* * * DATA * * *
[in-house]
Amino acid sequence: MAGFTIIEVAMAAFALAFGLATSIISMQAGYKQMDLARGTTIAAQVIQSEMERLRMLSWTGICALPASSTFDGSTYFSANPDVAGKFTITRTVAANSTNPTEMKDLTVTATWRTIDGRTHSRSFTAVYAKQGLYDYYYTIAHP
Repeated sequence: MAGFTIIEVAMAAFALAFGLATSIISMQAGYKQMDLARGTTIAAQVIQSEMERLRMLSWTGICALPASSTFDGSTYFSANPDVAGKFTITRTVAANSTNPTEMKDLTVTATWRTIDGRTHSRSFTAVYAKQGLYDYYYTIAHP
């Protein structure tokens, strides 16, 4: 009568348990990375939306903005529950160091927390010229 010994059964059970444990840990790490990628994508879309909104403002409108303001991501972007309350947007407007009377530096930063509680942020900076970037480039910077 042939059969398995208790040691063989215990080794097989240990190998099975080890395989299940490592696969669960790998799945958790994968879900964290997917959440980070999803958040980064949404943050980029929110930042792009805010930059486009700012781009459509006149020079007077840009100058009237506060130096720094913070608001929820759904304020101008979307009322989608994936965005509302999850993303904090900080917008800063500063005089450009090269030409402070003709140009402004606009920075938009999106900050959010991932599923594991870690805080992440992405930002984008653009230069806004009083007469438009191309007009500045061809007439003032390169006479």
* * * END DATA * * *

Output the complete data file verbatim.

[in-house]
Amino acid sequence: MAGFTIIEVAMAAFALAFGLATSIISMQAGYKQMDLARGTTIAAQVIQSEMERLRMLSWTGICALPASSTFDGSTYFSANPDVAGKFTITRTVAANSTNPTEMKDLTVTATWRTIDGRTHSRSFTAVYAKQGLYDYYYTIAHP
Repeated sequence: MAGFTIIEVAMAAFALAFGLATSIISMQAGYKQMDLARGTTIAAQVIQSEMERLRMLSWTGICALPASSTFDGSTYFSANPDVAGKFTITRTVAANSTNPTEMKDLTVTATWRTIDGRTHSRSFTAVYAKQGLYDYYYTIAHP
């Protein structure tokens, strides 16, 4: 009568348990990375939306903005529950160091927390010229 010994059964059970444990840990790490990628994508879309909104403002409108303001991501972007309350947007407007009377530096930063509680942020900076970037480039910077 042939059969398995208790040691063989215990080794097989240990190998099975080890395989299940490592696969669960790998799945958790994968879900964290997917959440980070999803958040980064949404943050980029929110930042792009805010930059486009700012781009459509006149020079007077840009100058009237506060130096720094913070608001929820759904304020101008979307009322989608994936965005509302999850993303904090900080917008800063500063005089450009090269030409402070003709140009402004606009920075938009999106900050959010991932599923594991870690805080992440992405930002984008653009230069806004009083007469438009191309007009500045061809007439003032390169006479």